Abstract: Entrepreneurial activity is often regarded as an engine for economic growth and job creation. Through tax policy, governments possess a potential lever to influence the decisions of economic agents to start and close small businesses. In Germany, the top marginal income tax rates were reduced exclusively for entrepreneurs in 1994 and 1999/2000. These tax reforms provided two naturally defined control groups that enable us to exploit the legislation changes as "natural experiments". First, the tax rate reductions did not apply to freelance professionals (Freiberufler), and second, entrepreneurs with earnings below a certain threshold were not affected. Using data from two different sources, the SOEP and the Mikrozensus (LFS), we analyse the effect of the tax cuts on transitions into and out of selfemployment and on the rate of self-employment. We apply a "difference-in-difference-indifference" estimation technique within a discrete time hazard rate model. The results indicate that the decrease in tax rates did not have a significant effect on the self-employment decision.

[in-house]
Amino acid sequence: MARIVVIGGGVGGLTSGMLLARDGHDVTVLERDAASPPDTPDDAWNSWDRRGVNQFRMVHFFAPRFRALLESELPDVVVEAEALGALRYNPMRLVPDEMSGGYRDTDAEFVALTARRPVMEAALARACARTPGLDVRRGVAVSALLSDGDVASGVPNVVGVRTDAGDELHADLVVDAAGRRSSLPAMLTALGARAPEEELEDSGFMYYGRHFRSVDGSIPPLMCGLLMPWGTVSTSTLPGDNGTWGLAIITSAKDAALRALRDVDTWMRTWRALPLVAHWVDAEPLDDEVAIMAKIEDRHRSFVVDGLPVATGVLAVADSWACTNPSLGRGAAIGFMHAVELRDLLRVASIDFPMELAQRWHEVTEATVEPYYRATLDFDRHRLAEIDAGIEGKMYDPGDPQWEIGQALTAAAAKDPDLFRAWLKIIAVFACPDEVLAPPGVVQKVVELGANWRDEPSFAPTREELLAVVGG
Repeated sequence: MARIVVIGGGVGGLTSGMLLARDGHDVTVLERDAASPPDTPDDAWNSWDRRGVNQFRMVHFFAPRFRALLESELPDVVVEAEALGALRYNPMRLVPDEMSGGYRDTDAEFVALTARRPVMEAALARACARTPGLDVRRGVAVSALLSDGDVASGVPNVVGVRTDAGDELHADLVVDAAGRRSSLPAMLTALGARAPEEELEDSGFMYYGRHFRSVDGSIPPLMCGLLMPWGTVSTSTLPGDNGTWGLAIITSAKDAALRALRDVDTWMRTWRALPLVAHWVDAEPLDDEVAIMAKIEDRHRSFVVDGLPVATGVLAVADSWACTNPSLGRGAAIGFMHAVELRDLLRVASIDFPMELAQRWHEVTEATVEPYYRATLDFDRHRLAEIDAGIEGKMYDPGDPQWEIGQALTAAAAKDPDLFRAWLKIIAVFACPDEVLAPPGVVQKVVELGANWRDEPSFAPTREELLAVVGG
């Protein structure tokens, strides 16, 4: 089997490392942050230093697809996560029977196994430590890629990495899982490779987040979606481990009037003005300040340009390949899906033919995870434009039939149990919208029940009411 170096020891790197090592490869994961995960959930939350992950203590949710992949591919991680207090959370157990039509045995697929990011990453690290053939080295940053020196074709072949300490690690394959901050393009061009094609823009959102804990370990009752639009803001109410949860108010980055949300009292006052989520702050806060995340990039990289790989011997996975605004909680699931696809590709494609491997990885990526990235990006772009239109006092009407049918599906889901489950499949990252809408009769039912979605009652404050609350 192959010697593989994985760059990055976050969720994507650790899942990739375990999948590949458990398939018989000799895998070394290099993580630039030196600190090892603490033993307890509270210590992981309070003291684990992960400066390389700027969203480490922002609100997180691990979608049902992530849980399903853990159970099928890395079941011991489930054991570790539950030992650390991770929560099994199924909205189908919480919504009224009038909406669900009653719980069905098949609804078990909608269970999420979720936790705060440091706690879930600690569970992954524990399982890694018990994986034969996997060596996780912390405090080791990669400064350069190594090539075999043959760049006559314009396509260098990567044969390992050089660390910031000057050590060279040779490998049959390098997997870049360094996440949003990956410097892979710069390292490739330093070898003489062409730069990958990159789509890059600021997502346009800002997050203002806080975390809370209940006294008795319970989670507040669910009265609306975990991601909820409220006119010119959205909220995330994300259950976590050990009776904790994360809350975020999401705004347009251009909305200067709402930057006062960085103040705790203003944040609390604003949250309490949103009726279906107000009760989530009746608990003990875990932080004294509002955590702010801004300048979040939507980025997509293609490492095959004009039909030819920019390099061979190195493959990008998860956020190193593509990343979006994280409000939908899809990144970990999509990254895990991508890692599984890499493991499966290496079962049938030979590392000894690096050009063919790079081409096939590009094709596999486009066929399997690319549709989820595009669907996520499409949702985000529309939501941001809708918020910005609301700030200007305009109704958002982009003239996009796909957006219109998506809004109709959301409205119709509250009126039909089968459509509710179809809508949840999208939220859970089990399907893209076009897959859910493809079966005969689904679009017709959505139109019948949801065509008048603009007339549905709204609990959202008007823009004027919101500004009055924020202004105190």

Keywords: taxation, entrepreneurship, natural experiment, difference-in-difference-indifference estimation
    JEL: H24 H25 J23
    Date: 2006–06
  8. By: John Bennett (Brunel University); Saul Estrin (London Business School and IZA Bonn)